Each year, a friend of mine, when wishing family, friends, colleagues and acquaintances a “Happy New Year,” almost always follows it up with the rather dour postface of “let’s hope it’s better than the last one.” Sometimes they even run through some of the lower points from their preceding 12 months.
It’s not surprising that they do that as most human beings have a tendency to focus on the negative. It’s biological and innate; it’s hardwired into us. It’s habitual. But that doesn’t mean it can’t be changed. It’s possible to build a habit of thinking more positively, even if you’re currently the most negative person you know.
Positive psychology contains a vast range of tools, exercises, tips and tricks to help you do just that. Whereas most forms of psychotherapy focus on mental illness, positive psychology firmly fixes its gaze on mental wellness. “What can be done to make you feel happier and more fulfilled in your day-to-day life?” it asks. “How can you learn to flourish?”
One of its many, many laboratory tested exercises (i.e., a bunch of researchers have made people undertake these things and then rated their mood and physiology in a variety of ways) is one specifically designed to help you reflect upon events in a more positive way. And it does so by getting you to review the day, or the week, or even the month.
On a bad day, something nice will have happened (but it’s usually the bad thing you focus on) and, on a rotten week, several good things will also have happened (but it’s usually the rotten things that you reflect upon). But, by ignoring the bad in favour of good, despite your natural inclination, by writing them down in a diary or notebook, you are slowly and steadily building that habit of thinking more positively.
But, what does this mean for the new year and your happiness? Well, why not review your whole year? News and current affairs (and pop music) shows do it all the time.
So, another positive psychology exercise builds on the above by asking you to get hold of a bell jar, or some such similar receptacle. And, for a sense of occasion it asks that you get it in time for New Year’s Day. Then, over the coming 12 months, whenever something nice happens, you write that event or situation down on a piece of paper and pop it into the bell jar.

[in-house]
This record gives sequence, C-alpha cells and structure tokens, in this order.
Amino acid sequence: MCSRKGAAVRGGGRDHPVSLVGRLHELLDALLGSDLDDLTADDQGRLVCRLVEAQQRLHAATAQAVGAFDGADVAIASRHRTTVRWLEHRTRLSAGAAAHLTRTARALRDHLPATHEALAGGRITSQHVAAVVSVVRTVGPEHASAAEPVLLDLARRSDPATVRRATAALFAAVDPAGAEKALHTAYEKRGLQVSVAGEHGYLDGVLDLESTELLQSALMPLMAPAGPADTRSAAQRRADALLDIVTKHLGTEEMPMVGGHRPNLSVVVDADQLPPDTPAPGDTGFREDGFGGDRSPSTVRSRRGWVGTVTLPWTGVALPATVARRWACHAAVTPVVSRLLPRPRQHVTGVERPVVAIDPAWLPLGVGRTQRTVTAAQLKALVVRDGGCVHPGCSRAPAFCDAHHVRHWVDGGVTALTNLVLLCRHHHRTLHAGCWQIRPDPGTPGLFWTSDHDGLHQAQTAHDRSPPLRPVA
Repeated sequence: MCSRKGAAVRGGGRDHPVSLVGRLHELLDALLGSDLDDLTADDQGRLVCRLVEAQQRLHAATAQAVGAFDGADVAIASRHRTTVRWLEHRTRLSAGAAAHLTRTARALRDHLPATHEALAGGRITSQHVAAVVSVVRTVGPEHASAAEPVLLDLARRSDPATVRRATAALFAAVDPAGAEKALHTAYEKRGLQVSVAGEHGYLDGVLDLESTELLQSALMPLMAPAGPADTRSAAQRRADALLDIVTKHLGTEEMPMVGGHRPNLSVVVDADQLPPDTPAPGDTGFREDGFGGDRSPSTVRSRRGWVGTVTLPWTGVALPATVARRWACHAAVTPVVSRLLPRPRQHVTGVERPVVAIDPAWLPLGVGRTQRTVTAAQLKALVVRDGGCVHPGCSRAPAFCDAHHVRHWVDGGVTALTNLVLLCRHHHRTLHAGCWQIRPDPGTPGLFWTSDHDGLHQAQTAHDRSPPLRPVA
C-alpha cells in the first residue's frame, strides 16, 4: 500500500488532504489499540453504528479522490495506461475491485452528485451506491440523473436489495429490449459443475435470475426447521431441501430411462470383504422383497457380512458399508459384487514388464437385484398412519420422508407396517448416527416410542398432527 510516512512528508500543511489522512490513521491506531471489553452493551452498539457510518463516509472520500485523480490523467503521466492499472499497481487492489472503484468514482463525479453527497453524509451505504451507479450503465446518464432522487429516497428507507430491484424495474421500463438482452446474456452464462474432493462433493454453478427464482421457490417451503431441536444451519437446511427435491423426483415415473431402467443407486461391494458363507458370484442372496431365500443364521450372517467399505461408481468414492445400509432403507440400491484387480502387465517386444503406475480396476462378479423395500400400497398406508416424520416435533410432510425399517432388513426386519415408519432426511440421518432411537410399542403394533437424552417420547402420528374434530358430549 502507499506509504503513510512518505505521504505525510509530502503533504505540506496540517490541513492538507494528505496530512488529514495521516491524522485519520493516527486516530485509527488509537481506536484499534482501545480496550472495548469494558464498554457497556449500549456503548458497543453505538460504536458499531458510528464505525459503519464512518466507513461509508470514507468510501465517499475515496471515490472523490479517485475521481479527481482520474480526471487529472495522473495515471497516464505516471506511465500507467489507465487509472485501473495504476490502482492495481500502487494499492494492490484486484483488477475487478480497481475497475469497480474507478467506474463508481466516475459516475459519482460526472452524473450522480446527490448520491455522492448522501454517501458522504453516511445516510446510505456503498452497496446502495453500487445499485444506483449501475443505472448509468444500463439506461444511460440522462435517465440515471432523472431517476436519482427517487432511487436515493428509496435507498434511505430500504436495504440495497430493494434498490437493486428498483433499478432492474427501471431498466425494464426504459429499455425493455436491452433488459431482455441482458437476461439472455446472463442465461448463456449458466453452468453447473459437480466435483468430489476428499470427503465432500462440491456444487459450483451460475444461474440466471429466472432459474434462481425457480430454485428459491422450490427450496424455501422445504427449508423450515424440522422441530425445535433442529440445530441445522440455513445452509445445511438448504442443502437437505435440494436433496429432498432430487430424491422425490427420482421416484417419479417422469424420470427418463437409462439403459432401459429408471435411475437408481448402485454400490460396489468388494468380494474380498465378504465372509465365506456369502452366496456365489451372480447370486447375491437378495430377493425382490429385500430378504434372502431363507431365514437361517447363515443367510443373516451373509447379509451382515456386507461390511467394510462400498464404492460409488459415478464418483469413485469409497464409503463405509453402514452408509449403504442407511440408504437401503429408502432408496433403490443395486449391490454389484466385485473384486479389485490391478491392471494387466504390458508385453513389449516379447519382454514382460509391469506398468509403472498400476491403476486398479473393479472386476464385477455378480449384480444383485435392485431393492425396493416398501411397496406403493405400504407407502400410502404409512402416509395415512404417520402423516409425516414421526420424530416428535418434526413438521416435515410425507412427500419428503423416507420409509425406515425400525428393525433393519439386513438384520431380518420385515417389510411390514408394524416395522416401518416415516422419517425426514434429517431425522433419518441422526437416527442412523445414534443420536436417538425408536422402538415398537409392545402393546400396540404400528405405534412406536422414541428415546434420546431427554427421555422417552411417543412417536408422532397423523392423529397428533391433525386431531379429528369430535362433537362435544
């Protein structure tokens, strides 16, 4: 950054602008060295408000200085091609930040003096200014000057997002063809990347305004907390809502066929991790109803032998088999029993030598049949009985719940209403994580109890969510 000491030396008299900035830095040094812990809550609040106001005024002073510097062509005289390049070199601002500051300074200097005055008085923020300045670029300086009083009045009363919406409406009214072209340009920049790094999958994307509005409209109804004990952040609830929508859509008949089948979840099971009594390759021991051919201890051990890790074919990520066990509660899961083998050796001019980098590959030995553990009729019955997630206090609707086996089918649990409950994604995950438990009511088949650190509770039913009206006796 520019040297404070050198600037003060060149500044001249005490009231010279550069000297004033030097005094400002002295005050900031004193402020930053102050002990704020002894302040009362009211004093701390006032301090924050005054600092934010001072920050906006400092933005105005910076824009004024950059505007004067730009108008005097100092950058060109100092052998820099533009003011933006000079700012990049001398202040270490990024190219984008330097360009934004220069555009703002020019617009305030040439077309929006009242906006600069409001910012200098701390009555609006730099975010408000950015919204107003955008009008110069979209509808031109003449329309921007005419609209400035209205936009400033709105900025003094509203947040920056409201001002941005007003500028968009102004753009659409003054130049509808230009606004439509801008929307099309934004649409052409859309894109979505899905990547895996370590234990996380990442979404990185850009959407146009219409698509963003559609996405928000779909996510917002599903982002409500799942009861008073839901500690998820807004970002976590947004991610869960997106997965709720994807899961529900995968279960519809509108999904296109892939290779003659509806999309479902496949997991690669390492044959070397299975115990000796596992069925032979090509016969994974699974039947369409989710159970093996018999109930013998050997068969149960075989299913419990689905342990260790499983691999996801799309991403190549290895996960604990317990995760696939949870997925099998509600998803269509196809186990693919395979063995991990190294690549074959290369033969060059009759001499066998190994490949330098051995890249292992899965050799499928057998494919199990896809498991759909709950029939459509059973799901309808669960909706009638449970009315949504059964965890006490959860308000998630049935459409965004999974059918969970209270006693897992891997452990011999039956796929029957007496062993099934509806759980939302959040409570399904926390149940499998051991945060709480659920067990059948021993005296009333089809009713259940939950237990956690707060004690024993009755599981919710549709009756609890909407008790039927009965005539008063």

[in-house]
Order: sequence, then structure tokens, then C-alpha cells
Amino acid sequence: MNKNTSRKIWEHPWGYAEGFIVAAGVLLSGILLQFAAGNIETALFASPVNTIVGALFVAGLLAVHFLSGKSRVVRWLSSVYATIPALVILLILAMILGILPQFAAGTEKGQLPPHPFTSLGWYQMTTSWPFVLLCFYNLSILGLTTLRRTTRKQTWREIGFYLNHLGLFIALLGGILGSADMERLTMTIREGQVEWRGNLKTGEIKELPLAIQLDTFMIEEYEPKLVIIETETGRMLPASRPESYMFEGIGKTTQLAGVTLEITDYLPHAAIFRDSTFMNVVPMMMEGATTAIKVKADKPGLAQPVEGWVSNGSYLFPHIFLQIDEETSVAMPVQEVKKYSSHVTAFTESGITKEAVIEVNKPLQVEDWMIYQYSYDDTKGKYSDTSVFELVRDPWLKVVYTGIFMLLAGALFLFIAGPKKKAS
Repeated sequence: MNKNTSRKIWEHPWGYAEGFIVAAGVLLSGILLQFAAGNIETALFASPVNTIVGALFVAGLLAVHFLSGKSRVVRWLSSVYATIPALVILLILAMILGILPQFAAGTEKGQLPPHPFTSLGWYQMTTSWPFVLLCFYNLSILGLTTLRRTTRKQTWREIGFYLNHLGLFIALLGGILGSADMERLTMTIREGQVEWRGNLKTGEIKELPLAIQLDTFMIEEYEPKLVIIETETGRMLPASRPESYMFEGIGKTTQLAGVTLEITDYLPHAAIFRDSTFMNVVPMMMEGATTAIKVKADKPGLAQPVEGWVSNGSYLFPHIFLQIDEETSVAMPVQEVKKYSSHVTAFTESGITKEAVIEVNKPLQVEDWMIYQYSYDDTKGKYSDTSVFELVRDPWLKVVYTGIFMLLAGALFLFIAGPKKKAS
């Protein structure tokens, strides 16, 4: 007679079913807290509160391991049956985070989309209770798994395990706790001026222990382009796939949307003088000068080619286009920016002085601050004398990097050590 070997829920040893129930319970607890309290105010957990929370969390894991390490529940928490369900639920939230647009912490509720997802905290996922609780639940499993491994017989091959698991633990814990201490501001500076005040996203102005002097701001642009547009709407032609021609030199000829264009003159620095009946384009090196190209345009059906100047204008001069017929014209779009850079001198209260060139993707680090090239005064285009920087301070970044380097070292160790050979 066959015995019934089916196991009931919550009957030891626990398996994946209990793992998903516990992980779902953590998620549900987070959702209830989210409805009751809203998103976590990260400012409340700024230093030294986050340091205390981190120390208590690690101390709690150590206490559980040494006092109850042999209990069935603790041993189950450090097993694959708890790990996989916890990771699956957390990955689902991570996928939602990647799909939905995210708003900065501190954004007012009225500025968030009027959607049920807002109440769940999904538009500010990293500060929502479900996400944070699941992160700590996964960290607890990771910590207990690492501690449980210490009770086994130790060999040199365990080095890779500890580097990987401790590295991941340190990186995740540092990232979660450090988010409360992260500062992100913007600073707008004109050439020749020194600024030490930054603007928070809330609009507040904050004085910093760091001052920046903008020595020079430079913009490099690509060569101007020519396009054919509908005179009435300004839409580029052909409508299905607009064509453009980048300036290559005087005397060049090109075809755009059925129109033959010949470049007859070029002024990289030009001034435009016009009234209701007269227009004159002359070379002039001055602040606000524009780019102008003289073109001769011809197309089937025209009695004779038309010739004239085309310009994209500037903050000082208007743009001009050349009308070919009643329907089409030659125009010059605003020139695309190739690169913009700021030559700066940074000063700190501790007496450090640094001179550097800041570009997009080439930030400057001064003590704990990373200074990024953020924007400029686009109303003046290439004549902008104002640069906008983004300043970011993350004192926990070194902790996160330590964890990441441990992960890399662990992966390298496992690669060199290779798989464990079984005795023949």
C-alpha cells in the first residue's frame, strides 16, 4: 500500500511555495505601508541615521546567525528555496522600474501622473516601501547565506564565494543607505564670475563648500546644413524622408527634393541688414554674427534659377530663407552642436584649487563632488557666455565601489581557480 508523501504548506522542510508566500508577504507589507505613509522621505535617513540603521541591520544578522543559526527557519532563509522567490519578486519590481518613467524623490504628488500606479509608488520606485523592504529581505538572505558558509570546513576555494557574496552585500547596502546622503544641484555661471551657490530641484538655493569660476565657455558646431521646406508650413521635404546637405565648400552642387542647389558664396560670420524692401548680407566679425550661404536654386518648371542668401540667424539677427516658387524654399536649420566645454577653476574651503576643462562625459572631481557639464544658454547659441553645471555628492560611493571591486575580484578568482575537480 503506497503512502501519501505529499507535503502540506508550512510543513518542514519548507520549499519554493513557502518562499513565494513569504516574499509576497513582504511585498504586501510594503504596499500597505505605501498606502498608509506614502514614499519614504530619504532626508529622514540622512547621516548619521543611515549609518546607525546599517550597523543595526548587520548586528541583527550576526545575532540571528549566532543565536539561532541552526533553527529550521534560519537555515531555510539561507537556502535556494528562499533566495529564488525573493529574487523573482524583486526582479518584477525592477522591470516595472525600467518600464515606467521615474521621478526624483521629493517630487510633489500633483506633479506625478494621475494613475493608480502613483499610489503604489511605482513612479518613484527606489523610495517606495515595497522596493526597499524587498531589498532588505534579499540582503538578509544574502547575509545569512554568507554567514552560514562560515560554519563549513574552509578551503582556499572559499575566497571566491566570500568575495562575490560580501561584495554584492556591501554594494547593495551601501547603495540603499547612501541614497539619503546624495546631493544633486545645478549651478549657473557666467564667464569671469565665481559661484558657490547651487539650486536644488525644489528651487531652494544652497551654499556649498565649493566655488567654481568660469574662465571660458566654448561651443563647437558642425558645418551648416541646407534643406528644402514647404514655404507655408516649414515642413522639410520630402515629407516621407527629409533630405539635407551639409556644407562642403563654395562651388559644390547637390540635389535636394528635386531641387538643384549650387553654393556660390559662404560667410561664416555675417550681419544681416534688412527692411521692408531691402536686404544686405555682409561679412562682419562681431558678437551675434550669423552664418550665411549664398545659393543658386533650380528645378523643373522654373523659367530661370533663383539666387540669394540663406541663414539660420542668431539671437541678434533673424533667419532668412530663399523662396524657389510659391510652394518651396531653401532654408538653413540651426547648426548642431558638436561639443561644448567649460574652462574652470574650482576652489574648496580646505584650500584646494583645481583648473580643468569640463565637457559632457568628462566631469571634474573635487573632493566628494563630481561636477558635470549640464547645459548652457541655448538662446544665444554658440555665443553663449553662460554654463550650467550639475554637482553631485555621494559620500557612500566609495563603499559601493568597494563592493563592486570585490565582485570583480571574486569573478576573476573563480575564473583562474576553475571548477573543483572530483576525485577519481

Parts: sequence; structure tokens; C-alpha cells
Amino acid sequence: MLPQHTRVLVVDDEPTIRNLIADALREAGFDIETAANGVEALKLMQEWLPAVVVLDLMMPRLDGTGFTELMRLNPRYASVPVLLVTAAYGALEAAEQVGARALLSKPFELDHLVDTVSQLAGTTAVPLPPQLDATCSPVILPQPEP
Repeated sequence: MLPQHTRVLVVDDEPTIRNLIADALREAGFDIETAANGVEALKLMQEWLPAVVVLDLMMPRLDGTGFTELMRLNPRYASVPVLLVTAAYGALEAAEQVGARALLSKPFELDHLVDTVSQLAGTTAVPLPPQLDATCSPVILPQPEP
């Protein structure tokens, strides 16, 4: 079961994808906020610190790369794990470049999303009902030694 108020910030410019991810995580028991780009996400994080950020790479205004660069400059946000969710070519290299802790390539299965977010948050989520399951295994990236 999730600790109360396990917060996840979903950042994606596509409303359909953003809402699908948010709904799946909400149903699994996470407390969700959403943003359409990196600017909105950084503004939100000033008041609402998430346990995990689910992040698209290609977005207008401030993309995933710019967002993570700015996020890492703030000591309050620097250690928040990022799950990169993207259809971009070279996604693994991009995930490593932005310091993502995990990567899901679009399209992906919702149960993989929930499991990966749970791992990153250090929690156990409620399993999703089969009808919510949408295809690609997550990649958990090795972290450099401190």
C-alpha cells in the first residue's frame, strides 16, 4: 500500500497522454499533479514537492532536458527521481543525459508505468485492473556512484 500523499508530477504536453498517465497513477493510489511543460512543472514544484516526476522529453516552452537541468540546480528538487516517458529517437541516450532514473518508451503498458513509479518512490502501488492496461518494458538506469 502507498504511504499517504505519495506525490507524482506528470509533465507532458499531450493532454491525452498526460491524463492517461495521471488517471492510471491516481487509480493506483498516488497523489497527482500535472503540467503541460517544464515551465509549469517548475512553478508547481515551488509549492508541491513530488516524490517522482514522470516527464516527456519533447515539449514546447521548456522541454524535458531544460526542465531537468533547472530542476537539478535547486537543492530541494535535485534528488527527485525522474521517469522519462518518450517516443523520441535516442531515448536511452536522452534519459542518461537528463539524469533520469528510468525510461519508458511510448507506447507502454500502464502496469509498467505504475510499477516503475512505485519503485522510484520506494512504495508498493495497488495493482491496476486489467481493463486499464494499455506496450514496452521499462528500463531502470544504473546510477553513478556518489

Note by note, nice thing by nice thing, into the jar it goes. A compliment here, a bonus there; a trip on a sunny day, a night out with friends, you name it. Large or small, any and all events go in the jar. And then, on New Year’s Eve next year, you can gather around the jar with family and friends, or simply on your own if you enjoy being solitary and introspective, and then reflect on what a lovely year you’ve had.
“Happy New Year,” you’ll say. “I hope it’s as good as this one was.”
You’re not denying that bad things have happened; you’re just choosing to ignore them for once, in favour of the good.
Won’t that be nice?
So, I wrote a book. It’s available to buy right now as you’re reading this and it would be awfully remiss of me if I didn’t blog about my book in my own actual blog so, here it is.
It’s called The Four Thoughts That F*ck You Up (and how to fix them) and it’s a hopefully humorous and insightful (I leave that for you to decide) book about rational emotive behaviour therapy (REBT).
REBT was invented in the mid 1950s by a psychotherapist called Albert Ellis. It’s actually considered to be the first form of cognitive behaviour therapy (CBT) to be developed. And it’s brilliant.
REBT is the form of CBT that I practice and promote. It follows the philosophy that it is not the events in life that disturb you, but what you tell yourself about those events that disturbs you. So if you are thinking, feeling and acting in ways that you don’t like, but don’t seem to be able to change, it’s not because of the thing, but down to what you tell yourself about the thing, change what it is that you tell yourself and you get to change how you think, feel and act.
Now, it’s not saying when stuff happens, that it doesn’t have an influence, because it does but, it’s only an influence. So, even in the face of something difficult, or challenging, or downright negative, you can still remain in control (or regain control if you think you’ve lost it) by looking at what you tell yourself in the face of that difficult, challenging or negative thing.